Michael Rose, Berlioz Remembered, (Faber and Faber, 2001)
Hector Berlioz, The Musical Madhouse (Les Grotesques de la musique)
Trans. and Ed. by Alastair Bruce (University of Rochester Press, 2003)
If the Paris of the 19th century was considered the cultural capital of the world, it was with good reason: of the major artistic and intellectual figures of the age, those who did not live there made a point of visiting with what frequency they could manage. And, in a city filled with high-profile cultural lions, one of those with the highest profile was Hector Berlioz.
Known to most of us mainly as the composer of the Symphonie fantastique, Berlioz was from the beginning a rebel. Never less than controversial, he was the prototypical romantic artist, the misunderstood loner, the tortured soul whose life was dominated by his art. For Berlioz this is no more than the truth: often accused of being a poseur in his younger days, it becomes apparent on reading through Michael Rose's fascinating pastiche on the Master's life that this simply was not the case. If anyone can be said to have deserved the sobriquet "Byronic," it was Berlioz.
Rose relies exclusively on contemporary accounts from those who knew Berlioz, whether they were friends or enemies (or perhaps, at various times, both). What emerges is a fascinating and well balanced portrait of a unique composer, a musical genius who could not play the piano and who shocked and offended Paris while electrifying the rest of Europe with his works. Many of the entries come from members of Berlioz' circle who themselves are household words: Dumas, Délacroix, Liszt, Wagner, Gounod, Mendelssohn, Glinka, Rimsky-Korsakoff (in an anecdote related by Igor Stravinsky), Saint-Saens, George Sand, and others who are not perhaps so well known today but who dominated the musical life of Europe in the 19th century: the critics Eduard Hanslick, Francois-Joseph Féres, Richard Pohl, Vladimir Stasov, among other commentators whose names are mostly forgotten except by scholars. In fact, it seems that the only major figure of the time who is not quoted is Berlioz himself (there is even a short entry from Queen Victoria's diary).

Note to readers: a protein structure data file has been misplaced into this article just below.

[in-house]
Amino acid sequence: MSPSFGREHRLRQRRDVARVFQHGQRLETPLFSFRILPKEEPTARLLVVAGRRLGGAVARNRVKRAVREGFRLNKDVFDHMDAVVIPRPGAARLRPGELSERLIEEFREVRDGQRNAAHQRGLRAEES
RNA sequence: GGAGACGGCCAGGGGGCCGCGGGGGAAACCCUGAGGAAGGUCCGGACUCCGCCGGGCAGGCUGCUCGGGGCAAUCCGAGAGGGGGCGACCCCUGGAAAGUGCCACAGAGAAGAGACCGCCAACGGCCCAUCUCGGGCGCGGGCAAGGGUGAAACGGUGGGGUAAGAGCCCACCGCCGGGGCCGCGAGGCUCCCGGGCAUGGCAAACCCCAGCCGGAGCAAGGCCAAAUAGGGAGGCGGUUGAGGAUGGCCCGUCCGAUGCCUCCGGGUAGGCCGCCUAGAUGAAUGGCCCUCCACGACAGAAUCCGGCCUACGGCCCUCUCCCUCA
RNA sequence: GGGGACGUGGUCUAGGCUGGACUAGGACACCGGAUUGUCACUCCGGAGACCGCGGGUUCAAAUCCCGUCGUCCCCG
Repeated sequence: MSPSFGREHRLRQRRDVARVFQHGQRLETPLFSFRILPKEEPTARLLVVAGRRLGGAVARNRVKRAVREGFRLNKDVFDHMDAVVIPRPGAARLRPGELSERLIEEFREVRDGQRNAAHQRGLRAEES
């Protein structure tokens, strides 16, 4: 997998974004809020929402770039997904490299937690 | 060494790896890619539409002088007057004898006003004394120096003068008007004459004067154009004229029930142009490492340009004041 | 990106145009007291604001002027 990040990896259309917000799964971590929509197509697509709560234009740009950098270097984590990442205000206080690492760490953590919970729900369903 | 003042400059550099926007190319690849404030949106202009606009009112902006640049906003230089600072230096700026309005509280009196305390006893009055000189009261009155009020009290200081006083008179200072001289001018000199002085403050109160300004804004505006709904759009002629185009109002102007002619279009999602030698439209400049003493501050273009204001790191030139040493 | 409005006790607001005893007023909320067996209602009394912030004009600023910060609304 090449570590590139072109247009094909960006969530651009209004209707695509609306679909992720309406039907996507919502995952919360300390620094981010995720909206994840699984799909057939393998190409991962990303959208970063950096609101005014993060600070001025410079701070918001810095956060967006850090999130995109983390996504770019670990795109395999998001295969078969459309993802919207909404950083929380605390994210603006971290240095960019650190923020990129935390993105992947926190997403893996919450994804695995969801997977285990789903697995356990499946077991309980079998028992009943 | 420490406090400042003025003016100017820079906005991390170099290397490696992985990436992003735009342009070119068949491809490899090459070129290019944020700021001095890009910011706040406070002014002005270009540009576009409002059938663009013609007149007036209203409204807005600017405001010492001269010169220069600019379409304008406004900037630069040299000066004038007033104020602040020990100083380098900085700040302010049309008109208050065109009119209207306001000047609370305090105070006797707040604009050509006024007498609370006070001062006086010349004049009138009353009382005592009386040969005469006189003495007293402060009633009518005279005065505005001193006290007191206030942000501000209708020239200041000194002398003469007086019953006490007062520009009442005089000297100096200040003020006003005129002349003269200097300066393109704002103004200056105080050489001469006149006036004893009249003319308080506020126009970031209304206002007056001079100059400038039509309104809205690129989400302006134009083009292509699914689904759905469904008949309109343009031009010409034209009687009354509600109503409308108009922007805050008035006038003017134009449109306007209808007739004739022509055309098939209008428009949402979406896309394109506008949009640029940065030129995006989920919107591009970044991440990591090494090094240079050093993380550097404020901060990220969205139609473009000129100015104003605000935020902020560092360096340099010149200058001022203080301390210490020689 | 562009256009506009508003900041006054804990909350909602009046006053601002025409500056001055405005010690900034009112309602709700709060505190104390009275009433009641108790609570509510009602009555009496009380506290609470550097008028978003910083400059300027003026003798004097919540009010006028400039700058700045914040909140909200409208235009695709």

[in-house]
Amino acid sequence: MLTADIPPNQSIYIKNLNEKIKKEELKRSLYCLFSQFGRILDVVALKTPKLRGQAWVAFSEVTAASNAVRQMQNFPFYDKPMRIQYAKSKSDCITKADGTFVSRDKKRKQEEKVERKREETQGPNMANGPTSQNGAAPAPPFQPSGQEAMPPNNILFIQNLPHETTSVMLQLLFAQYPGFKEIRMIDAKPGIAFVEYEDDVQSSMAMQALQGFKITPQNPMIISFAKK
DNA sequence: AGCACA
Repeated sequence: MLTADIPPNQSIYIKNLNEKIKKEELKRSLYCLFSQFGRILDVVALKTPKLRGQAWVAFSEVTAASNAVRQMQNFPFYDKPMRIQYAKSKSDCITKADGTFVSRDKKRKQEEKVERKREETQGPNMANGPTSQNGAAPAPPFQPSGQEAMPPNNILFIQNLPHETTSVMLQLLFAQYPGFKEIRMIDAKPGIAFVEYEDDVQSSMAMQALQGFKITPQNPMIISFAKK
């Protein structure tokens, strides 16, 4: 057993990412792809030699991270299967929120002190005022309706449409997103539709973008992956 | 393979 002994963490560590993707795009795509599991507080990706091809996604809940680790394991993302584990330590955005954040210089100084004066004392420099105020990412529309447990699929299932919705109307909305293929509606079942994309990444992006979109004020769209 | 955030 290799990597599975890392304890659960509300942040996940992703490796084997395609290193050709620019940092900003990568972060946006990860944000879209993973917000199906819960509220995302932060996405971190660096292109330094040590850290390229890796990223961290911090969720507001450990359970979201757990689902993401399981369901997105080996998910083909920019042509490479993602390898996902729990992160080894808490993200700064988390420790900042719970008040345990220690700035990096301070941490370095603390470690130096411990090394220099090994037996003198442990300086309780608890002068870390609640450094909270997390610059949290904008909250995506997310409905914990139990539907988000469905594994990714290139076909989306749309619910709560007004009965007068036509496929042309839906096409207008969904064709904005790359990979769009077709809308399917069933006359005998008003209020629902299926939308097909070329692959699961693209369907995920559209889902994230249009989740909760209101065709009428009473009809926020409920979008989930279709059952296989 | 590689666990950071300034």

What emerges is a fascinating portrait of a major composer, by turns shy, boisterous, acerbic, melancholy, prone to outbursts of passion and bad puns, a man who needed to be in love (usually with sad consequences), and a man whose life, in general, was not a very happy one: for most of his career he was plagued by poverty; his two marriages, which began as love matches, both ended badly; and in his later life he was plagued by an extraordinarily painful gastric inflammation that his doctor ascribed to his nervous temperament.